And bear in mind that it may not just be the cost of the drink that can cause financial worries. The effects of alcohol can substantially alter your ability to make rational choices, which can lead to thoughtless spending that can cause anxiety at a later date. Are you constantly overspending while under the influence?
9) Clock the career damage.
Being productive in the workplace relies on clarity and commitment, both of which are impaired by alcohol. Are you constantly arriving late due to hangovers or a fuzzy morning head, not functioning as well as you used to, missing deadlines, or calling in sick after a big night out? Then you might need to reduce or give up drinking until you are back on track.
10) Be realistic about relationships.
Alcohol misuse never affects only the individual. It can cause social, physical, emotional or financial difficulties which impact family, friends and colleagues. Pay attention to whether the people around you are making subtle comments or jokes about your drinking, or how many of them seem frustrated or upset with you lately but haven’t said why. Is it possible your relationships are becoming strained or damaged because of your drinking?
5 Tips to follow if you are overdoing the drinking
If you are developing a dependency on alcohol it is sometimes possible you can change things with some focussed choices. Here are 5 ways to break your growing dependency on alcohol.
1) Make a plan.
Make sure you know the units of your drink and keep within the recommended daily guidelines. Set yourself a limit on how much you will drink, or cut back gradually each day. As mentioned, writing a record is a very good idea. It ups your commitment level and can help you keep to your intentions.
2) Reduce and hydrate.
Serve yourself a smaller measure of alcohol and swap your usual choice for a lower strength drink. Avoid using alcohol to quench your thirst (it won’t, alcohol dehydrates the body further). And drink plenty of water or mineral water in between alcoholic drinks. You could, for example, aim for one water for each alcoholic beverage.
3) Take a break.
Whether you’ve been drinking daily or just seriously overindulged on a week’s vacation, it’s advisable to regularly take a break from alcohol. Your body needs time to process and recover. On a positive note, you may be surprised at how more energised you feel both physically and mentally after a complete break.
4) Let people know.
Allow family and friends to support you as you cut down or give up drinking. Telling people not only informs them of your intentions, but affirms to yourself that you are serious about making a change.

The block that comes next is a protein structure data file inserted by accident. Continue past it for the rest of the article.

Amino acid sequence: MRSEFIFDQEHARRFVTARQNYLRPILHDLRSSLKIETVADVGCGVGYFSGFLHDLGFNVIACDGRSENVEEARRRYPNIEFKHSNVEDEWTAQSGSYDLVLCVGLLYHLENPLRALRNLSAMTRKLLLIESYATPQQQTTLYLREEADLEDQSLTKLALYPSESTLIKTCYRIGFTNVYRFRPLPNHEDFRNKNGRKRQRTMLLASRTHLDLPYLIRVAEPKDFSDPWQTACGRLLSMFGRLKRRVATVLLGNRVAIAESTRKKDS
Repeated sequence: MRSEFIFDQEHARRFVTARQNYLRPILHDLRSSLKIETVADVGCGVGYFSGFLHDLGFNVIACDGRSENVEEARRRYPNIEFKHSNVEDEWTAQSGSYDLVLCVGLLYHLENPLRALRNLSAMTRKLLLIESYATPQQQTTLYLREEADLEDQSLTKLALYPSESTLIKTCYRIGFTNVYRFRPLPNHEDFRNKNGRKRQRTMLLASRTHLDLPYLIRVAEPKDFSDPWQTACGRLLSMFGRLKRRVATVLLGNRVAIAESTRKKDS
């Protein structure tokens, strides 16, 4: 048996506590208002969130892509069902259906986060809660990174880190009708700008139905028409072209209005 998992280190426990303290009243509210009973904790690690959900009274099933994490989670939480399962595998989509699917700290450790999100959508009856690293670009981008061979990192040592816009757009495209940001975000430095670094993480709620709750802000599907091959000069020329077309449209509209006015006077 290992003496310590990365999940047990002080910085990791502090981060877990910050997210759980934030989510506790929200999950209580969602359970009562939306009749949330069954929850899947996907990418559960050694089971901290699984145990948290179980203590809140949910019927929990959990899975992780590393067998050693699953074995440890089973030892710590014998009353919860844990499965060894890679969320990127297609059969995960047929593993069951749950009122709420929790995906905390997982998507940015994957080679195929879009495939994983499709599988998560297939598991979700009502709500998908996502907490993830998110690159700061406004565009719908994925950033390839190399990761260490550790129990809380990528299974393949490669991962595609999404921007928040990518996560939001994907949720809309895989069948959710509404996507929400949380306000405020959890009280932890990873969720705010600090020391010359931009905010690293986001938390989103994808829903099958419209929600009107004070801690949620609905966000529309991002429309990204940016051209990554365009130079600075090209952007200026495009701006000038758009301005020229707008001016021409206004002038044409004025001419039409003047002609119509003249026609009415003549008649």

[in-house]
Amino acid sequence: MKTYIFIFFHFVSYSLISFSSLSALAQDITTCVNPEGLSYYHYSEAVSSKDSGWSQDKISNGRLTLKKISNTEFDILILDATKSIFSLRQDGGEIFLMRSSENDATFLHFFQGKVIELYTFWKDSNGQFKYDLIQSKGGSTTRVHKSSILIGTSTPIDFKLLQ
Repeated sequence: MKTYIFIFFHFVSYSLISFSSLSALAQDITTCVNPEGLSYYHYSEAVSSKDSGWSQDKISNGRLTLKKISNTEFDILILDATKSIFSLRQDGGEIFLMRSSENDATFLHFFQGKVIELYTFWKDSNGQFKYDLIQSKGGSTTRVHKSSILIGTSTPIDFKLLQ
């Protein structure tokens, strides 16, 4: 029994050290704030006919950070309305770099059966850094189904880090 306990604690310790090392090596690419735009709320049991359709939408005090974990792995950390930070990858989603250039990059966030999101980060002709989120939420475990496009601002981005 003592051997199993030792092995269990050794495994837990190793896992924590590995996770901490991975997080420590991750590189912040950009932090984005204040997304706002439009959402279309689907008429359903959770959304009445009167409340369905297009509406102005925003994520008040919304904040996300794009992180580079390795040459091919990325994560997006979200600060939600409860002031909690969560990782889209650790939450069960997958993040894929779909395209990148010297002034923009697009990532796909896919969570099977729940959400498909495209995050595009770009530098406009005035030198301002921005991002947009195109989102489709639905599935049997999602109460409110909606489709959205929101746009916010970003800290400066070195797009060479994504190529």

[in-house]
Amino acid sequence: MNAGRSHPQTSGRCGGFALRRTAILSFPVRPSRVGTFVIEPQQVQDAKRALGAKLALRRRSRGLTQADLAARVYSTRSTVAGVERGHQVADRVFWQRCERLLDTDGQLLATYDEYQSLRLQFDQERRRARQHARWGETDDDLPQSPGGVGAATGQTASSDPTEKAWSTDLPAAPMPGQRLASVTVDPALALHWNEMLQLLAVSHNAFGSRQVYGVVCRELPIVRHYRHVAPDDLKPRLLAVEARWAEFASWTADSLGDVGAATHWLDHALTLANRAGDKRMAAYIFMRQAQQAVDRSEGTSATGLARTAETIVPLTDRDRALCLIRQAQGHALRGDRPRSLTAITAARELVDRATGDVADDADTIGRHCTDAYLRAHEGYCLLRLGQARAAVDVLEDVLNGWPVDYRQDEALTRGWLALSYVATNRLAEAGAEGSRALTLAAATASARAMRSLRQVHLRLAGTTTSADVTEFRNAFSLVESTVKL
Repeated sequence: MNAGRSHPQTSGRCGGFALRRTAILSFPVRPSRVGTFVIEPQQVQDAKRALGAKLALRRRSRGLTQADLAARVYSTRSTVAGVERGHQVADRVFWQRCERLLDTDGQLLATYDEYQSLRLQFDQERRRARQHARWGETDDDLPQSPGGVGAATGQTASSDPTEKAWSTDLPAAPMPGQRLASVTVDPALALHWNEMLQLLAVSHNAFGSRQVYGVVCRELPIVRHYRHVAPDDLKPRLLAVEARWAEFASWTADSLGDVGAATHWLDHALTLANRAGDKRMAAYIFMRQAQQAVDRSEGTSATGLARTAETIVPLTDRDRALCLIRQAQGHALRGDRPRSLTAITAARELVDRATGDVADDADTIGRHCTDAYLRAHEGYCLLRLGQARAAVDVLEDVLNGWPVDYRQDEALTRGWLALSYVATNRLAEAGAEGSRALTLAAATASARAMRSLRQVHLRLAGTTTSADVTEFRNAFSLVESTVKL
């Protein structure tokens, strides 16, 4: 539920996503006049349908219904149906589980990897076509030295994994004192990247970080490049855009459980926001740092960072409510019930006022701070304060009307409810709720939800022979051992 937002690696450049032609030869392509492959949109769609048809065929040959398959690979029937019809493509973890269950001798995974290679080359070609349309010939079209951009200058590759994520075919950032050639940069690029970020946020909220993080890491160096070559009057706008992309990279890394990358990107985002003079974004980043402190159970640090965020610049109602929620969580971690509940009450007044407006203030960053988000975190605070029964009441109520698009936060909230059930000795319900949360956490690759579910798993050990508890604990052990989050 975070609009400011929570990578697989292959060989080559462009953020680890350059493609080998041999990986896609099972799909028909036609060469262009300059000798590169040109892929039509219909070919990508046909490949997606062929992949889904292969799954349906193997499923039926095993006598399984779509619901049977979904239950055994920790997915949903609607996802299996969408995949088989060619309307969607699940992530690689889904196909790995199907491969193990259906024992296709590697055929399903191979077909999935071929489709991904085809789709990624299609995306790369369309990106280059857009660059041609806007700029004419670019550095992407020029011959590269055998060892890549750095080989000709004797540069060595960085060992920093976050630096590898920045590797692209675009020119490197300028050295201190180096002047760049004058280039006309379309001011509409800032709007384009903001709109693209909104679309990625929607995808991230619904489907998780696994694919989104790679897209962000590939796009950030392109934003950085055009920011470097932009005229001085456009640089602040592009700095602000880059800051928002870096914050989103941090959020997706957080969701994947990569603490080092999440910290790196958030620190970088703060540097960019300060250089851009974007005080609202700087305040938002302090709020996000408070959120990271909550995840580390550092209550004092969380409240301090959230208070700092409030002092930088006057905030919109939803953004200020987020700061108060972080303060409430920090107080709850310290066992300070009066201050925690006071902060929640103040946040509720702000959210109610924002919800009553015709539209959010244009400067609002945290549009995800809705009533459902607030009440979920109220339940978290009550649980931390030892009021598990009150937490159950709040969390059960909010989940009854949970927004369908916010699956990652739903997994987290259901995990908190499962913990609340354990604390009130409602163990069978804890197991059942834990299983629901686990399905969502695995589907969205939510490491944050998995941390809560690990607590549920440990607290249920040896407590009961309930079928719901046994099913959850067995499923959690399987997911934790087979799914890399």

5) Seek help for your stress instead.
There are better ways to deal with stress then drinking. Trying some of them can not only help make the escape of alcohol less attractive, but can provide additional benefits, too. Exercise not only manages stress but it leaves you feeling good. Talking to a counsellor or coach about your stress can help you move forward in life in ways perhaps you weren’t able to see were possible.
Worried these techniques aren’t enough?
If you have tried the tips above to reduce or abstain from alcohol but are finding it difficult, or reading them are acutely aware they won’t work to stop you sabotaging your life with drinking, then this is a clear sign that you need to take action about your alcohol dependency.
The best person to determine whether you have a problem is you. You know how much, how often, where and why you are using alcohol. You may not wish to acknowledge your use openly to others, but if you know yourself that your drinking is getting out of control, chances are that you know you need to do something about it.
If you think you have a drinking problem, then you probably do. Drinkaware has comprehensive information online, and there are plenty of counselling and treatment options available.
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Carolyn Hughes writes freelance for a variety of magazines and publications in the UK and the United States. A large proportion of her work specialises in addiction and mental health issues which stems from her personal story of alcoholism and depression. Her popular blog the Hurt Healer reflects her passion to help others make their own successful journey in emotional recovery and to live their life as the person they were meant to be.